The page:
Given that the colour coding is somewhat arbitrary (at least to my knowledge), you must simply learn which is which. If this isn’t coming easily to you, you can learn the rhyme above, or you could try thinking about it like this. Blue can often be thought of as a cold colour, so you can think of these cold, discrete headers that want to stay separate from one another. Green is a colour that can stand for growth, so this could represent the ongoing or everlasting nature of something that is continuous. This might be a stretch for some and maybe you’d simply rather learn which is which and move on from there! Once this idea has bedded down, the behaviour of the tool will become much clearer and it will allow you to gain more control over your views. You can practice dragging and dropping different fields and creating various views until the concept of blue = discrete and green = continuous becomes internalised. Soon it should become as natural to you as knowing the difference between your left and right.
Changing from continuous to discrete (and vice versa)
While Tableau makes a choice whether to show your fields as discrete or continuous starting off, in a lot of cases you can change this by clicking on the field in the view or the data pane and navigating to either ‘discrete’ or ‘continuous’. See below what happens when we change Sales from being continuous to discrete. Instead of displaying the sales for each country shown along the axis, we now get individual distinct headers for each country’s sum of sales.
Some fields, by their very nature, can only be visualised in a discrete way. If this is case you don’t get an option to change. Take for example a field that contains the marital status of employees in a company. Values you might expect here would be Single, Married, Separated, Divorced. These are going to displayed as separate headers in a list as it wouldn’t make sense to have an axis of these distinct states.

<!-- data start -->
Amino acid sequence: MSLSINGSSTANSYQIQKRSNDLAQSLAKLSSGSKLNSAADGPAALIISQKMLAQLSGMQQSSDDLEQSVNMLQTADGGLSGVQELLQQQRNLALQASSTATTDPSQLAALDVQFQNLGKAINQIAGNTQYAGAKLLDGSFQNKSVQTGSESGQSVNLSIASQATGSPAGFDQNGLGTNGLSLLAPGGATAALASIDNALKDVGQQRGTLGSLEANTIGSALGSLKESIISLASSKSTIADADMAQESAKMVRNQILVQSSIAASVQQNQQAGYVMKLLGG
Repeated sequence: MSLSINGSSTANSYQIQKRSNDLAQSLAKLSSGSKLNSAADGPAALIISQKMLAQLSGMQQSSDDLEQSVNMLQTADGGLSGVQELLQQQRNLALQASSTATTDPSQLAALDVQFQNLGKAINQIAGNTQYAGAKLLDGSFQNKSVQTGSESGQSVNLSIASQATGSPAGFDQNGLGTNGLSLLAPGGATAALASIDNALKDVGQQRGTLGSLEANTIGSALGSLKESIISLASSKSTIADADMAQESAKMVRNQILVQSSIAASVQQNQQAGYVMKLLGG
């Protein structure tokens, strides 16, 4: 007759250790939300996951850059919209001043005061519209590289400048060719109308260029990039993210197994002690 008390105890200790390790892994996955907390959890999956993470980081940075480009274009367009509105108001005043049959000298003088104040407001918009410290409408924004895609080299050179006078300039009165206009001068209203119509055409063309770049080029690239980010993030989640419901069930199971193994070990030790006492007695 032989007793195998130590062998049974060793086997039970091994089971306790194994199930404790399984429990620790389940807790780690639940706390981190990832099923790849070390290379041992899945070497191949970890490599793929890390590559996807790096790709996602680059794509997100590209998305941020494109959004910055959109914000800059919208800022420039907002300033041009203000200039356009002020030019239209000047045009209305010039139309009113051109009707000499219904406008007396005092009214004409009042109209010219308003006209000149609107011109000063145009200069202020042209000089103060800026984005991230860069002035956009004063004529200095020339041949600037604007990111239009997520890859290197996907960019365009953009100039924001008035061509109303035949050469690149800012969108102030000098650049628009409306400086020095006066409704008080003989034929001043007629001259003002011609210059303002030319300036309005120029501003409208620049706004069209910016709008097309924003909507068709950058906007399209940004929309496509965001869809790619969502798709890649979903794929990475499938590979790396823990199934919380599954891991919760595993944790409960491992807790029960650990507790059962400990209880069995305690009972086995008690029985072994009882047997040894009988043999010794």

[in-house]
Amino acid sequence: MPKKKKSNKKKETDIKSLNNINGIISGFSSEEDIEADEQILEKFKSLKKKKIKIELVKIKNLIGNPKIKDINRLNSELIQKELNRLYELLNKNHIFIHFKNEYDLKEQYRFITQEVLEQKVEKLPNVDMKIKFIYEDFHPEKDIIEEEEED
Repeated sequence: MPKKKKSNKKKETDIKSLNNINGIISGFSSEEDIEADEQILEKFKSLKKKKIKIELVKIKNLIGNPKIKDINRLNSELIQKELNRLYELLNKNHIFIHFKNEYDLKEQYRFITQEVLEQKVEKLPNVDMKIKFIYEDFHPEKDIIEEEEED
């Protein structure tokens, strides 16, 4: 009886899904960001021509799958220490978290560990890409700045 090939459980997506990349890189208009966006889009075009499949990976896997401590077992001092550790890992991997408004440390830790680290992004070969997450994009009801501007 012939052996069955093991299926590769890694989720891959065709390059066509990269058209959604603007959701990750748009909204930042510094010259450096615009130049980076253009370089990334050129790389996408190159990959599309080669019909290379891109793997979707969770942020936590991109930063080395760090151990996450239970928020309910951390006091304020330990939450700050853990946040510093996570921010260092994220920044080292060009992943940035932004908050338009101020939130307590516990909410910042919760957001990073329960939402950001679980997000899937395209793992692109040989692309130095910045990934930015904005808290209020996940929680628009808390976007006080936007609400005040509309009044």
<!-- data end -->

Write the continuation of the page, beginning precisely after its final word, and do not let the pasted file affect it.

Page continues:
Similar to numeric values, dates can be displayed either discretely (the default) or continuously. When date fields are discrete then the discrete date parts or chunks of time can be moved around independently of one another. We can play around with the hierarchies and separate the date parts between rows and columns if we wish. On the other hand, if we choose to view dates as being continuous, we get date values plotted on a continuous axis. In this way times and dates are being viewed chronologically. We will focus more on this area in a subsequent blog so we will leave it at that for now.
Dimensions versus Measures
Upon connecting to your data source, Tableau will split your fields up into dimensions (fields for slicing and dicing your data) and measures (numeric values that will be aggregated automatically when you drag to your view, unless you have changed the default setting). Tableau doesn’t always get this division between the Dimensions and Measures correct, and you can simply drag and drop your fields from the measures pane to the dimensions pane and vice versa if you want to reassign. You might notice in the data pane that dimensions are discrete as a default and thus blue and measures are green i.e. continuous by default. While this is presented as the default because it is often the way you will chose to visualise your fields, this can be changed as noted already above.
I hope you have found this article helpful and please feel free to leave a comment below!